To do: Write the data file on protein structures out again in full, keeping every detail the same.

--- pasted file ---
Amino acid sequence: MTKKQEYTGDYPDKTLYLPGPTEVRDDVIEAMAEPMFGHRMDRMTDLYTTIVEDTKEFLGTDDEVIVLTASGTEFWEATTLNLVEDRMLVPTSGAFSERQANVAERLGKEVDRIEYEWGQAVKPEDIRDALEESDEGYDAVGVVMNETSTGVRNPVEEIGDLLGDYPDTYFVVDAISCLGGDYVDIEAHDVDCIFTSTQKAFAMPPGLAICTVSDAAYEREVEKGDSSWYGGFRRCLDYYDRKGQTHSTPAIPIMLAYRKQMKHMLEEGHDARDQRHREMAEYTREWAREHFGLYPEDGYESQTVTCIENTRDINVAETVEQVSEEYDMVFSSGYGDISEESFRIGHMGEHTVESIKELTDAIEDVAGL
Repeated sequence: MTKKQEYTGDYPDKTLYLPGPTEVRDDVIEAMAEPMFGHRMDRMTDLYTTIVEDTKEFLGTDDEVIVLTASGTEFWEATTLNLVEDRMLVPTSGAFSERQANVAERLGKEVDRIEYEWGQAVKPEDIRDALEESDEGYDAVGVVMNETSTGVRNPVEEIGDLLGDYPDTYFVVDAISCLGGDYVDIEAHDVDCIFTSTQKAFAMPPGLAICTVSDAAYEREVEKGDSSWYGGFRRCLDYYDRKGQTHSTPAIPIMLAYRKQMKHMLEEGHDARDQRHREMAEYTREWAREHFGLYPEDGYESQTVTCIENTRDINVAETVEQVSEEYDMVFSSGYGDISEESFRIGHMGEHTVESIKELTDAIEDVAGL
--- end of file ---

Amino acid sequence: MTKKQEYTGDYPDKTLYLPGPTEVRDDVIEAMAEPMFGHRMDRMTDLYTTIVEDTKEFLGTDDEVIVLTASGTEFWEATTLNLVEDRMLVPTSGAFSERQANVAERLGKEVDRIEYEWGQAVKPEDIRDALEESDEGYDAVGVVMNETSTGVRNPVEEIGDLLGDYPDTYFVVDAISCLGGDYVDIEAHDVDCIFTSTQKAFAMPPGLAICTVSDAAYEREVEKGDSSWYGGFRRCLDYYDRKGQTHSTPAIPIMLAYRKQMKHMLEEGHDARDQRHREMAEYTREWAREHFGLYPEDGYESQTVTCIENTRDINVAETVEQVSEEYDMVFSSGYGDISEESFRIGHMGEHTVESIKELTDAIEDVAGL
Repeated sequence: MTKKQEYTGDYPDKTLYLPGPTEVRDDVIEAMAEPMFGHRMDRMTDLYTTIVEDTKEFLGTDDEVIVLTASGTEFWEATTLNLVEDRMLVPTSGAFSERQANVAERLGKEVDRIEYEWGQAVKPEDIRDALEESDEGYDAVGVVMNETSTGVRNPVEEIGDLLGDYPDTYFVVDAISCLGGDYVDIEAHDVDCIFTSTQKAFAMPPGLAICTVSDAAYEREVEKGDSSWYGGFRRCLDYYDRKGQTHSTPAIPIMLAYRKQMKHMLEEGHDARDQRHREMAEYTREWAREHFGLYPEDGYESQTVTCIENTRDINVAETVEQVSEEYDMVFSSGYGDISEESFRIGHMGEHTVESIKELTDAIEDVAGL